2. my wife is obsessed with her kids , lucky for me and all of them…seriously she spends time money, since they have all left the nest but two, and phone calls …i just thought i would mention this, plus say i’m trying to be very supportive

  3. Those sweet little birds particulary like hanging baskets as well. I almost drowned a nest one day.
    Luckily I saw the nest but unfortunately there was no way to water it without injuring the birds. I chose to sacrifice the plant. Great comparison – I love being a mom and grandmom and friend.

  4. Sarah, I know exactly what you mean. One of my daughters is a full-time, stay-at-home-mother, and she KNOWS it’s the most important thing she will ever do. I’ve always worked outside of the home, even when my children were small, but I did earnestly try to do my best when we were together. I was extremely fortunate to have excellent childcare in a Baptist church, and I give that facility a lot of credit in my children’s development…and the teachings of the church too, of course. In fact, one of the primary reasons I joined the church was because I could clearly see how my children were learning and growing.

  5. Barlow, I guess being a mother is NEVER finished. Until my mother died at age 71, she always told me to be careful whenever I’d leave her house. And yes, we had those phone calls too. I still miss her.

  6. Connie, That’s such a cool story…and so like you to think of the birds before the plant. We’ve gotten so into this situation that I just called my daughter who’s coming later today to come in the back door of the breezeway because of the little bird family on the front door.

  7. What a beautiful story… glad you know how to enjoy the moments and share them with your blog friends so well…important things in life! Mama birds have such great instincts. They get them from their maker… just like we are suppose to if we stay in contact. They don’t spend alot of time worrying–lessons to be learned from nature everyday. Faith and Trust. I will try to be a better observer–and practice being braver like our feathered friends. Their nests are works of art–it’s always fun to see what the birds found to make the nest once the family moves on…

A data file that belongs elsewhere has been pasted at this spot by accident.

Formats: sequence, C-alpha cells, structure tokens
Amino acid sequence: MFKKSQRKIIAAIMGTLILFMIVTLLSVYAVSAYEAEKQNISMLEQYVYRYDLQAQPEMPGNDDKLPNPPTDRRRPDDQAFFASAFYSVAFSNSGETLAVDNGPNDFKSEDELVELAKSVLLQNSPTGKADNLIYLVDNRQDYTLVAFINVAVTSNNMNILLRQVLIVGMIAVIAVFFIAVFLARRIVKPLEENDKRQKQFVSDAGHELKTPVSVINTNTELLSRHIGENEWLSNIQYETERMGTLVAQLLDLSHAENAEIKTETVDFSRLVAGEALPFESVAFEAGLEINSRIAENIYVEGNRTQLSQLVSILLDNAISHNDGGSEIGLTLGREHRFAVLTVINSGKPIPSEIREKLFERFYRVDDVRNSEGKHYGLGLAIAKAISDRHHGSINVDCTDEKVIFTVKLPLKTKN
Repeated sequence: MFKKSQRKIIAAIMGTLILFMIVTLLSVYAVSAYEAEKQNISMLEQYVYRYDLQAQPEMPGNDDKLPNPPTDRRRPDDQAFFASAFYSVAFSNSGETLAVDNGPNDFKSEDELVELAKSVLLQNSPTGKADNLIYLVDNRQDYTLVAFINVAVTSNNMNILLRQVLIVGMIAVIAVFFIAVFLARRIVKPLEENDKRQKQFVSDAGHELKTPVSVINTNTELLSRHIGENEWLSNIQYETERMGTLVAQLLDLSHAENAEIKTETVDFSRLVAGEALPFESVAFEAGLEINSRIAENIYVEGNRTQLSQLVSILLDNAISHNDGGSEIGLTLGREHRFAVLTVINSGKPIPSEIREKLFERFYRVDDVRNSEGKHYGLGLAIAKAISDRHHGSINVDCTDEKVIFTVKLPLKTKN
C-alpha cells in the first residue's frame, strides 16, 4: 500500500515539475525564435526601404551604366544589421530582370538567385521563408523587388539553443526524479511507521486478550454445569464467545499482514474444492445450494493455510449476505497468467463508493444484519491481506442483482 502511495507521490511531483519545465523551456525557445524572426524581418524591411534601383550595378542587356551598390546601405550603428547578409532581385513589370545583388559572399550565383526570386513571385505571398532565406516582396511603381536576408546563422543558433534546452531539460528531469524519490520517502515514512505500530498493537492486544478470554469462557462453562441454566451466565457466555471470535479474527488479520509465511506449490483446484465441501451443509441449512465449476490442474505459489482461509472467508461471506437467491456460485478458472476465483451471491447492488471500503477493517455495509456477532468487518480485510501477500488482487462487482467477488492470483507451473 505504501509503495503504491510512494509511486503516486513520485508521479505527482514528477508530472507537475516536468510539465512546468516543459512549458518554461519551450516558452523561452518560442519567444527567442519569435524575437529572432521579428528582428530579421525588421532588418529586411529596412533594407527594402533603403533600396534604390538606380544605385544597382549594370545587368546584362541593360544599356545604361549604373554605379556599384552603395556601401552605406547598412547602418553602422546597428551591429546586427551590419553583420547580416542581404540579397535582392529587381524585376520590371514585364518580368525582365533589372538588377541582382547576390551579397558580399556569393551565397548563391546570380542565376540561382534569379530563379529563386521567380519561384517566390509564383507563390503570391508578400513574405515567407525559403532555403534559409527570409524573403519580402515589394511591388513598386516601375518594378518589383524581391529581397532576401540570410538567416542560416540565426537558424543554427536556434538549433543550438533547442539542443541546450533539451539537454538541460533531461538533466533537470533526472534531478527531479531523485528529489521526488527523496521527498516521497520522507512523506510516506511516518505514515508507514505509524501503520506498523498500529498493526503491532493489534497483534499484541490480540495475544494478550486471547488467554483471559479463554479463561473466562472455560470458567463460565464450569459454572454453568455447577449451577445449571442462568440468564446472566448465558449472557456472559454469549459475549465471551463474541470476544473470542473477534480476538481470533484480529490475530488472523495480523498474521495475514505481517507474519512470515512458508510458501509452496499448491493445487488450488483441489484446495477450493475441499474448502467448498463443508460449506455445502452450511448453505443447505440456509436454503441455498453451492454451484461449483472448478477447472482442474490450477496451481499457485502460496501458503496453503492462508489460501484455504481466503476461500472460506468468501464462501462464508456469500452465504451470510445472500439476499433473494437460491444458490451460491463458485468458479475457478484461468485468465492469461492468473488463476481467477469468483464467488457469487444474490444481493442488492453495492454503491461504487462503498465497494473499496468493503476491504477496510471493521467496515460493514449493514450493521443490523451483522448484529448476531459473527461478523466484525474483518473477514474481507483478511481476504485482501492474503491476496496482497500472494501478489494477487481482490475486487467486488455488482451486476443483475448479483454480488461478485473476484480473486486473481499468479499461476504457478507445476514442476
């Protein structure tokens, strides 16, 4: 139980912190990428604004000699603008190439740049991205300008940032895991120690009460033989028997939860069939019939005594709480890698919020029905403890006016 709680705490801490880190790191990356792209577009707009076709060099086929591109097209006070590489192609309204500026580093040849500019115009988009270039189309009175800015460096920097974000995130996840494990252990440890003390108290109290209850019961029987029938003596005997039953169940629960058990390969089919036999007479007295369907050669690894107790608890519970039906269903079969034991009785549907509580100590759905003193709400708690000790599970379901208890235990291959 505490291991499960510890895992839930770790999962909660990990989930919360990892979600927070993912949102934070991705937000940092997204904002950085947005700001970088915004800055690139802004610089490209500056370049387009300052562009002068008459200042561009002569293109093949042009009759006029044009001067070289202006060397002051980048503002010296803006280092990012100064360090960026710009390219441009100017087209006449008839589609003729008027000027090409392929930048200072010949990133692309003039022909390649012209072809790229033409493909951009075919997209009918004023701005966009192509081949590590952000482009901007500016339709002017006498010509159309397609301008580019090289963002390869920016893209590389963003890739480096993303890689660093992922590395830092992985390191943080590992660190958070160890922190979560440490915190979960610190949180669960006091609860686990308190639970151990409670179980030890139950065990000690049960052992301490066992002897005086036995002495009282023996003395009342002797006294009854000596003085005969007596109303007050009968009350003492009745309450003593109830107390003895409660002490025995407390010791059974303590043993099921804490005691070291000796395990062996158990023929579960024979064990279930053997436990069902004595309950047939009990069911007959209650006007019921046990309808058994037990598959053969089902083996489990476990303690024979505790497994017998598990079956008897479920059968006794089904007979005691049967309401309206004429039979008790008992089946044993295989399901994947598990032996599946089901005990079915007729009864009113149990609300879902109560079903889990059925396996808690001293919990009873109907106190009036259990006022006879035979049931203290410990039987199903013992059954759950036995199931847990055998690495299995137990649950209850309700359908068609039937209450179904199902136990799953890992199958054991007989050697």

8. What a beautiful and insightful story! We can always learn from the ways of nature. I’ve had a simular experience; and mother bird kept a watchful eye out and provided what was needed for those chicks! Your words make everyday experiences so meaningful. Thanks so very much for sharing!

  9. Thanks for your comments, Elaine and Cordie. The four little eggs are still there, and the mama is just as dedicated and determined as ever to bring her little chicks to life. What’s humorous as wellas heart warming to me is how so many people are using other ways of getting into the house to avoid scaring the mama away. It’d be nice if humans did as much to help with all new life…with children and their mothers.

  10. Thanks for the memory. My mama bird lived in a tree near my bedroom window and my favorite part was when she started having conversations with her little ones. It was very obvious that language was involved not just a simple chirp. You could tell from the tone inflection, length pitch and numbers of chirps that real developed communication was taking place. It was my favorite part of waking each morning.

  11. Janet, This is a great story. My mother LOVED to sit quietly in the morning and listen to the birds. She said they always sounded so cheerful. At the time, I didn’t have the appreciation for Mother Nature that I do now so I probably didn’t understand her awe of our fine feathered friends.